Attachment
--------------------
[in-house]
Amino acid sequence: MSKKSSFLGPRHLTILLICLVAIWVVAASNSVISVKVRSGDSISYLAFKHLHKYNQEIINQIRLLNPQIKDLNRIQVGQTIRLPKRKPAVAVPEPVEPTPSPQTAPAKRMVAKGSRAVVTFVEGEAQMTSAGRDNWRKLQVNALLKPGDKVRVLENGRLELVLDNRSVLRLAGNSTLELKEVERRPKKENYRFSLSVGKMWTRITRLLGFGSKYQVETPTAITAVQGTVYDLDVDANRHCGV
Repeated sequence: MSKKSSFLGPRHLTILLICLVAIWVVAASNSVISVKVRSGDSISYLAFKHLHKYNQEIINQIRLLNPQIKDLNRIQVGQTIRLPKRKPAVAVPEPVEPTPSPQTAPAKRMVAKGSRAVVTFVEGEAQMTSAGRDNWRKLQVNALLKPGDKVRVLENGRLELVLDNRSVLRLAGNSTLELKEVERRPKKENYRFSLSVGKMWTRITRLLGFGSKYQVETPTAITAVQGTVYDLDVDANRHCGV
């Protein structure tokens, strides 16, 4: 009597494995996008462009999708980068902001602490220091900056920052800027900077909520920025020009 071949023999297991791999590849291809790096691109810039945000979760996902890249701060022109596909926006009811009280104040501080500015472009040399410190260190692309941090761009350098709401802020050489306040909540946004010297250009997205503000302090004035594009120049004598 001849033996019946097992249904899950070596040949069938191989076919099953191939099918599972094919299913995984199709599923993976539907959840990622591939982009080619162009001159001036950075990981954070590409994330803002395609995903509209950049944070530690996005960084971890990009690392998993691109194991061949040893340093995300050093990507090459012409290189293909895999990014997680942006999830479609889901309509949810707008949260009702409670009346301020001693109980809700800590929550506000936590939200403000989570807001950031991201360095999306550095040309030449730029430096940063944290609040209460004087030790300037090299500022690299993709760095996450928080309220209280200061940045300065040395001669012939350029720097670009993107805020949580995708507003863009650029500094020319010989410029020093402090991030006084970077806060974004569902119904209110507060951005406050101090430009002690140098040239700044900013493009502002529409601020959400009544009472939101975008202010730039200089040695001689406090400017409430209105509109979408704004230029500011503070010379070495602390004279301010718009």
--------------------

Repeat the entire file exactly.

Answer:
[in-house]
Amino acid sequence: MSKKSSFLGPRHLTILLICLVAIWVVAASNSVISVKVRSGDSISYLAFKHLHKYNQEIINQIRLLNPQIKDLNRIQVGQTIRLPKRKPAVAVPEPVEPTPSPQTAPAKRMVAKGSRAVVTFVEGEAQMTSAGRDNWRKLQVNALLKPGDKVRVLENGRLELVLDNRSVLRLAGNSTLELKEVERRPKKENYRFSLSVGKMWTRITRLLGFGSKYQVETPTAITAVQGTVYDLDVDANRHCGV
Repeated sequence: MSKKSSFLGPRHLTILLICLVAIWVVAASNSVISVKVRSGDSISYLAFKHLHKYNQEIINQIRLLNPQIKDLNRIQVGQTIRLPKRKPAVAVPEPVEPTPSPQTAPAKRMVAKGSRAVVTFVEGEAQMTSAGRDNWRKLQVNALLKPGDKVRVLENGRLELVLDNRSVLRLAGNSTLELKEVERRPKKENYRFSLSVGKMWTRITRLLGFGSKYQVETPTAITAVQGTVYDLDVDANRHCGV
């Protein structure tokens, strides 16, 4: 009597494995996008462009999708980068902001602490220091900056920052800027900077909520920025020009 071949023999297991791999590849291809790096691109810039945000979760996902890249701060022109596909926006009811009280104040501080500015472009040399410190260190692309941090761009350098709401802020050489306040909540946004010297250009997205503000302090004035594009120049004598 001849033996019946097992249904899950070596040949069938191989076919099953191939099918599972094919299913995984199709599923993976539907959840990622591939982009080619162009001159001036950075990981954070590409994330803002395609995903509209950049944070530690996005960084971890990009690392998993691109194991061949040893340093995300050093990507090459012409290189293909895999990014997680942006999830479609889901309509949810707008949260009702409670009346301020001693109980809700800590929550506000936590939200403000989570807001950031991201360095999306550095040309030449730029430096940063944290609040209460004087030790300037090299500022690299993709760095996450928080309220209280200061940045300065040395001669012939350029720097670009993107805020949580995708507003863009650029500094020319010989410029020093402090991030006084970077806060974004569902119904209110507060951005406050101090430009002690140098040239700044900013493009502002529409601020959400009544009472939101975008202010730039200089040695001689406090400017409430209105509109979408704004230029500011503070010379070495602390004279301010718009």